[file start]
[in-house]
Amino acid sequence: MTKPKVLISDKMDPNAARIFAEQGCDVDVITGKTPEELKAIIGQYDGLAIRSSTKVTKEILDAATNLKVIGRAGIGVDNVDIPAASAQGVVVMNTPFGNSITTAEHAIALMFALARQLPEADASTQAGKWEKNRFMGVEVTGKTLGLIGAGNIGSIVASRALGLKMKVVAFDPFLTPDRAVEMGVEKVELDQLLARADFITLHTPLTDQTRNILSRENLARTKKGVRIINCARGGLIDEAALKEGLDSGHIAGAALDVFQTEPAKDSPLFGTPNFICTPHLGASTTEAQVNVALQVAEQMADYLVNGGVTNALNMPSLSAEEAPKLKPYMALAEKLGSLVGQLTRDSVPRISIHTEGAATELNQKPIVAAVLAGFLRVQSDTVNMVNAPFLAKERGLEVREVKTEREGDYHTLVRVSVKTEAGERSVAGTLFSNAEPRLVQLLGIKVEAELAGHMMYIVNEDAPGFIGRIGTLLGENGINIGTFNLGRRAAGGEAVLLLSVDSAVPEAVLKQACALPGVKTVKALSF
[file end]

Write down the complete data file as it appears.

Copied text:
[in-house]
Amino acid sequence: MTKPKVLISDKMDPNAARIFAEQGCDVDVITGKTPEELKAIIGQYDGLAIRSSTKVTKEILDAATNLKVIGRAGIGVDNVDIPAASAQGVVVMNTPFGNSITTAEHAIALMFALARQLPEADASTQAGKWEKNRFMGVEVTGKTLGLIGAGNIGSIVASRALGLKMKVVAFDPFLTPDRAVEMGVEKVELDQLLARADFITLHTPLTDQTRNILSRENLARTKKGVRIINCARGGLIDEAALKEGLDSGHIAGAALDVFQTEPAKDSPLFGTPNFICTPHLGASTTEAQVNVALQVAEQMADYLVNGGVTNALNMPSLSAEEAPKLKPYMALAEKLGSLVGQLTRDSVPRISIHTEGAATELNQKPIVAAVLAGFLRVQSDTVNMVNAPFLAKERGLEVREVKTEREGDYHTLVRVSVKTEAGERSVAGTLFSNAEPRLVQLLGIKVEAELAGHMMYIVNEDAPGFIGRIGTLLGENGINIGTFNLGRRAAGGEAVLLLSVDSAVPEAVLKQACALPGVKTVKALSF